Theos Bernard, the White Lama recounts the real story behind the purported adventures of Theos Casimir Bernard (1908-1947), the self-proclaimed "White Lama" who in 1937 became the third American in history to reach Lhasa, the capital city of Tibet. Bernard met, associated, and corresponded with the major social, political, and cultural leaders of his day, from the Regent and high politicians of Tibet to saints, scholars, and diplomats of British India, and from Charles Lindbergh and Franklin Delano Roosevelt to Gandhi and Nehru. But he also had his flaws. He was an entrepreneur propelled by grandiose schemes, a handsome man who shamelessly used his looks to bounce from rich wife to rich wife to support his activities, and a master manipulator who concocted his own interpretations of Eastern wisdom to suit his own ends. Despite the bright future ahead of him, Bernard disappeared in India during the communal violence of the 1947 Partition, never to be seen again. Through diaries, interviews, and previously unstudied documents, Paul G. Hackett shares Bernard's compelling life story, along with his efforts to awaken America's religious counterculture to the unfolding events in India, Tibet, and the Himalayas.
List of Illustrations Preface Acknowledgments 1. Life in the Desert 2. New York and New Mexico 3. Two Parallel Paths (I) 4. Two Parallel Paths (II) 5. On Holy Ground 6. Pretense and Pretext: Studies in India 7. A Well-Trodden Path: Studies in Darjeeling and Sikkim 8. Tibet, Tantrikas, and the Hero of Chaksam Ferry 9." The Clipper Ship of the Imagination" 10. Yoga on Fifth Avenue 11. Tibetland and the Penthouse of the Gods 12. To Climb the Highest Mountains 13. The Aftermath 14. Postscript: The View from Ki, Sixty Years Later Notes Bibliography Index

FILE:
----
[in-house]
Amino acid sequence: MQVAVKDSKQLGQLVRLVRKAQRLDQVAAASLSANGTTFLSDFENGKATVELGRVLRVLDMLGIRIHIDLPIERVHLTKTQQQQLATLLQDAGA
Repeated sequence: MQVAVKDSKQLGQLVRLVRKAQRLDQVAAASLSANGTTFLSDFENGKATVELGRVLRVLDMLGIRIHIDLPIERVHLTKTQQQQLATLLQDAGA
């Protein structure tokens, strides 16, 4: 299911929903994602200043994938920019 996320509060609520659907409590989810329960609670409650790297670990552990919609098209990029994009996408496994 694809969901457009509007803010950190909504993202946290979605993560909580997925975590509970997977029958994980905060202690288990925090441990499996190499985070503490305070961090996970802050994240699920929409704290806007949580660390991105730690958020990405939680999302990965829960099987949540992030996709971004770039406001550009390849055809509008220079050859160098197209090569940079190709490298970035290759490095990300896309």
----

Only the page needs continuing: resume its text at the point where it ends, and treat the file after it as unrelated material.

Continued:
Paul G. Hackett is an editor for the American Institute of Buddhist Studies and teaches Classical Tibetan at Columbia University. He is the author of A Tibetan Verb Lexicon and numerous articles on Tibetan language and Buddhist philosophy.
His writing is fluid and at times witty, and the density of the book's detail calls for a close reading...a lively and significant study... -- Michael J. Sweet Buddhadharma Well-written Library Journal A 'must-read' book Practical Matters A detailed and engrossing story about this enigmatic figure's life. -- David M. DiValerio Journal of Buddhist Ethics Hackett's sympathetic account is a page-turner, meticulously documented over a number of years... Well-written... A readable intellectual account of the life of an ambitious Tibetological pioneer. Asian Ethnology Hackett's work is excellently detailed... [his] construction of Theos' story is so interesting it reads both as a novel and as an academic biography. Nova Religio